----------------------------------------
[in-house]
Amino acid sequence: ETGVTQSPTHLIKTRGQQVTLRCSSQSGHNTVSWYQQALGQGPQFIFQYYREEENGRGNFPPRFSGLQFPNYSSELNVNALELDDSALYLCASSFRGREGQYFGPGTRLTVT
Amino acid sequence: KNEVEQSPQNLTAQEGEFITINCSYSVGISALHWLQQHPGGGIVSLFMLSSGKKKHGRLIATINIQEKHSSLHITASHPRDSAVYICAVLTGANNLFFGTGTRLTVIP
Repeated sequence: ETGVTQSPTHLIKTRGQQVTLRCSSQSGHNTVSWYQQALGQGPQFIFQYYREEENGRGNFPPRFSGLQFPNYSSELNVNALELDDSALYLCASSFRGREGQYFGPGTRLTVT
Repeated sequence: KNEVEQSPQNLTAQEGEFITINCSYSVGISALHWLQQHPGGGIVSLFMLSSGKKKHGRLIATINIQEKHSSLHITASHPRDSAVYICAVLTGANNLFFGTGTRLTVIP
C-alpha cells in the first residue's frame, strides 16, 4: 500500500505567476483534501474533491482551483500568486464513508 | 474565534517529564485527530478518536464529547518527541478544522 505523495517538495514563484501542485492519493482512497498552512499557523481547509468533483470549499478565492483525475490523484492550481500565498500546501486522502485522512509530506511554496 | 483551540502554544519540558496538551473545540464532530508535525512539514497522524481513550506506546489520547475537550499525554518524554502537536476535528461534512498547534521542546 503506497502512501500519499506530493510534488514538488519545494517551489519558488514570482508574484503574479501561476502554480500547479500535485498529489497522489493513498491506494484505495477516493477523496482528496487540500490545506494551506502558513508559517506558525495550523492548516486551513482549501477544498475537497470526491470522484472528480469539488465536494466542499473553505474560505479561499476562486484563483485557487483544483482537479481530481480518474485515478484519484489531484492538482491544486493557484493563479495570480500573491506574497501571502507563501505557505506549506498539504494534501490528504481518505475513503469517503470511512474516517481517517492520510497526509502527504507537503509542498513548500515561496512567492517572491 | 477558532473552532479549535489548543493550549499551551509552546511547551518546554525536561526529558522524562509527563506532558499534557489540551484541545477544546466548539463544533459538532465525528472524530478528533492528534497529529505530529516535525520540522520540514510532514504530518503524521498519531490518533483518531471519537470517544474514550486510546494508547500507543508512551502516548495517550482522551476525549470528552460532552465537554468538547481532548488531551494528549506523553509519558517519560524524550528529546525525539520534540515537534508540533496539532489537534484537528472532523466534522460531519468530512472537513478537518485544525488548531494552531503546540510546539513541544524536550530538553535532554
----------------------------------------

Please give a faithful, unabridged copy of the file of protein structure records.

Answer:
[in-house]
Amino acid sequence: ETGVTQSPTHLIKTRGQQVTLRCSSQSGHNTVSWYQQALGQGPQFIFQYYREEENGRGNFPPRFSGLQFPNYSSELNVNALELDDSALYLCASSFRGREGQYFGPGTRLTVT
Amino acid sequence: KNEVEQSPQNLTAQEGEFITINCSYSVGISALHWLQQHPGGGIVSLFMLSSGKKKHGRLIATINIQEKHSSLHITASHPRDSAVYICAVLTGANNLFFGTGTRLTVIP
Repeated sequence: ETGVTQSPTHLIKTRGQQVTLRCSSQSGHNTVSWYQQALGQGPQFIFQYYREEENGRGNFPPRFSGLQFPNYSSELNVNALELDDSALYLCASSFRGREGQYFGPGTRLTVT
Repeated sequence: KNEVEQSPQNLTAQEGEFITINCSYSVGISALHWLQQHPGGGIVSLFMLSSGKKKHGRLIATINIQEKHSSLHITASHPRDSAVYICAVLTGANNLFFGTGTRLTVIP
C-alpha cells in the first residue's frame, strides 16, 4: 500500500505567476483534501474533491482551483500568486464513508 | 474565534517529564485527530478518536464529547518527541478544522 505523495517538495514563484501542485492519493482512497498552512499557523481547509468533483470549499478565492483525475490523484492550481500565498500546501486522502485522512509530506511554496 | 483551540502554544519540558496538551473545540464532530508535525512539514497522524481513550506506546489520547475537550499525554518524554502537536476535528461534512498547534521542546 503506497502512501500519499506530493510534488514538488519545494517551489519558488514570482508574484503574479501561476502554480500547479500535485498529489497522489493513498491506494484505495477516493477523496482528496487540500490545506494551506502558513508559517506558525495550523492548516486551513482549501477544498475537497470526491470522484472528480469539488465536494466542499473553505474560505479561499476562486484563483485557487483544483482537479481530481480518474485515478484519484489531484492538482491544486493557484493563479495570480500573491506574497501571502507563501505557505506549506498539504494534501490528504481518505475513503469517503470511512474516517481517517492520510497526509502527504507537503509542498513548500515561496512567492517572491 | 477558532473552532479549535489548543493550549499551551509552546511547551518546554525536561526529558522524562509527563506532558499534557489540551484541545477544546466548539463544533459538532465525528472524530478528533492528534497529529505530529516535525520540522520540514510532514504530518503524521498519531490518533483518531471519537470517544474514550486510546494508547500507543508512551502516548495517550482522551476525549470528552460532552465537554468538547481532548488531551494528549506523553509519558517519560524524550528529546525525539520534540515537534508540533496539532489537534484537528472532523466534522460531519468530512472537513478537518485544525488548531494552531503546540510546539513541544524536550530538553535532554